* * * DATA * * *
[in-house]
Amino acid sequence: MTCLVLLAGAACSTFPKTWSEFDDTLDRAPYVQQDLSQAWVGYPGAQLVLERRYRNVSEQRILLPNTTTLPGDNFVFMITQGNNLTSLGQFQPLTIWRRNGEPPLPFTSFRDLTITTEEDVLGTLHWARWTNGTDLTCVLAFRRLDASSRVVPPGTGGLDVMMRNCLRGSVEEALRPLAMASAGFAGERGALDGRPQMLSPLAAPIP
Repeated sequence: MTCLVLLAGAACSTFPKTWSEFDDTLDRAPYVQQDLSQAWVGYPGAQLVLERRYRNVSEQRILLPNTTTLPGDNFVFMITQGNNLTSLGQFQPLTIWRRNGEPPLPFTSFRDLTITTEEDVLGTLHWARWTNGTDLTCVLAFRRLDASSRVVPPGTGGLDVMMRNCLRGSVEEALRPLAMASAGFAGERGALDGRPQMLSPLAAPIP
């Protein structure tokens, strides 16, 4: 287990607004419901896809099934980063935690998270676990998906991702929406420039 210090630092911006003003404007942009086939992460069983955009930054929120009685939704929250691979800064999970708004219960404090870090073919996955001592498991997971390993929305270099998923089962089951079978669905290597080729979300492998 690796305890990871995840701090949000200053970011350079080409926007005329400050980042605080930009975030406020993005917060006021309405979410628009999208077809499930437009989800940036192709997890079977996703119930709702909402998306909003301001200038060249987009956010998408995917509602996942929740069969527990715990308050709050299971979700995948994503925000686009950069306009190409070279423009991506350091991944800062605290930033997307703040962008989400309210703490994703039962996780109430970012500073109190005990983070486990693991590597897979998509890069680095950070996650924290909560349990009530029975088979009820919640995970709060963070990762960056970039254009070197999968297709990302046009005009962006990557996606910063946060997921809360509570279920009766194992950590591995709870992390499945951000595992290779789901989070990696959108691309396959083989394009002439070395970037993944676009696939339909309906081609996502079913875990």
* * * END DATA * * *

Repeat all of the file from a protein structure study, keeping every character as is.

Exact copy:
[in-house]
Amino acid sequence: MTCLVLLAGAACSTFPKTWSEFDDTLDRAPYVQQDLSQAWVGYPGAQLVLERRYRNVSEQRILLPNTTTLPGDNFVFMITQGNNLTSLGQFQPLTIWRRNGEPPLPFTSFRDLTITTEEDVLGTLHWARWTNGTDLTCVLAFRRLDASSRVVPPGTGGLDVMMRNCLRGSVEEALRPLAMASAGFAGERGALDGRPQMLSPLAAPIP
Repeated sequence: MTCLVLLAGAACSTFPKTWSEFDDTLDRAPYVQQDLSQAWVGYPGAQLVLERRYRNVSEQRILLPNTTTLPGDNFVFMITQGNNLTSLGQFQPLTIWRRNGEPPLPFTSFRDLTITTEEDVLGTLHWARWTNGTDLTCVLAFRRLDASSRVVPPGTGGLDVMMRNCLRGSVEEALRPLAMASAGFAGERGALDGRPQMLSPLAAPIP
């Protein structure tokens, strides 16, 4: 287990607004419901896809099934980063935690998270676990998906991702929406420039 210090630092911006003003404007942009086939992460069983955009930054929120009685939704929250691979800064999970708004219960404090870090073919996955001592498991997971390993929305270099998923089962089951079978669905290597080729979300492998 690796305890990871995840701090949000200053970011350079080409926007005329400050980042605080930009975030406020993005917060006021309405979410628009999208077809499930437009989800940036192709997890079977996703119930709702909402998306909003301001200038060249987009956010998408995917509602996942929740069969527990715990308050709050299971979700995948994503925000686009950069306009190409070279423009991506350091991944800062605290930033997307703040962008989400309210703490994703039962996780109430970012500073109190005990983070486990693991590597897979998509890069680095950070996650924290909560349990009530029975088979009820919640995970709060963070990762960056970039254009070197999968297709990302046009005009962006990557996606910063946060997921809360509570279920009766194992950590591995709870992390499945951000595992290779789901989070990696959108691309396959083989394009002439070395970037993944676009696939339909309906081609996502079913875990």